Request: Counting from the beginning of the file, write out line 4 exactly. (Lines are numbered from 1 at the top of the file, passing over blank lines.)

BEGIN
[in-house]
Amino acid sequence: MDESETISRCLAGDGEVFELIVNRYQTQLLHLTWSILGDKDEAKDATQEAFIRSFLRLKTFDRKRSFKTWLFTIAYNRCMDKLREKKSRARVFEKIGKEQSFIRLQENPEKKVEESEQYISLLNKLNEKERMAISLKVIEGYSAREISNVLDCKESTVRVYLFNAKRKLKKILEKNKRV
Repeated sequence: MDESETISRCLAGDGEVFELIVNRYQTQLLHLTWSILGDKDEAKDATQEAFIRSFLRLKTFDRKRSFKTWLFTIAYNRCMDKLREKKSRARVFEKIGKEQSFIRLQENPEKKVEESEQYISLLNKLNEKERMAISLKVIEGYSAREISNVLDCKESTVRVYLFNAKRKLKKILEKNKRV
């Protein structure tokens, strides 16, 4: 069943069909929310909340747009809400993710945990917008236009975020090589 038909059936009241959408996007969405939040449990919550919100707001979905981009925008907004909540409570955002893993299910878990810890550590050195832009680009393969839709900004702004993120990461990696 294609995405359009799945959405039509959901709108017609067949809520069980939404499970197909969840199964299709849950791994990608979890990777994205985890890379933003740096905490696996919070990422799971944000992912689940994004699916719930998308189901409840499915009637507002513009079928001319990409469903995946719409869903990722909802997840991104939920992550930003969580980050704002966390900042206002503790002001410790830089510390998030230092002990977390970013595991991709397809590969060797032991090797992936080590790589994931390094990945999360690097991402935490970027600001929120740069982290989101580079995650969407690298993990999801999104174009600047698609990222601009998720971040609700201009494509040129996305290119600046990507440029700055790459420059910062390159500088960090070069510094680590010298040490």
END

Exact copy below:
């Protein structure tokens, strides 16, 4: 069943069909929310909340747009809400993710945990917008236009975020090589 038909059936009241959408996007969405939040449990919550919100707001979905981009925008907004909540409570955002893993299910878990810890550590050195832009680009393969839709900004702004993120990461990696 294609995405359009799945959405039509959901709108017609067949809520069980939404499970197909969840199964299709849950791994990608979890990777994205985890890379933003740096905490696996919070990422799971944000992912689940994004699916719930998308189901409840499915009637507002513009079928001319990409469903995946719409869903990722909802997840991104939920992550930003969580980050704002966390900042206002503790002001410790830089510390998030230092002990977390970013595991991709397809590969060797032991090797992936080590790589994931390094990945999360690097991402935490970027600001929120740069982290989101580079995650969407690298993990999801999104174009600047698609990222601009998720971040609700201009494509040129996305290119600046990507440029700055790459420059910062390159500088960090070069510094680590010298040490």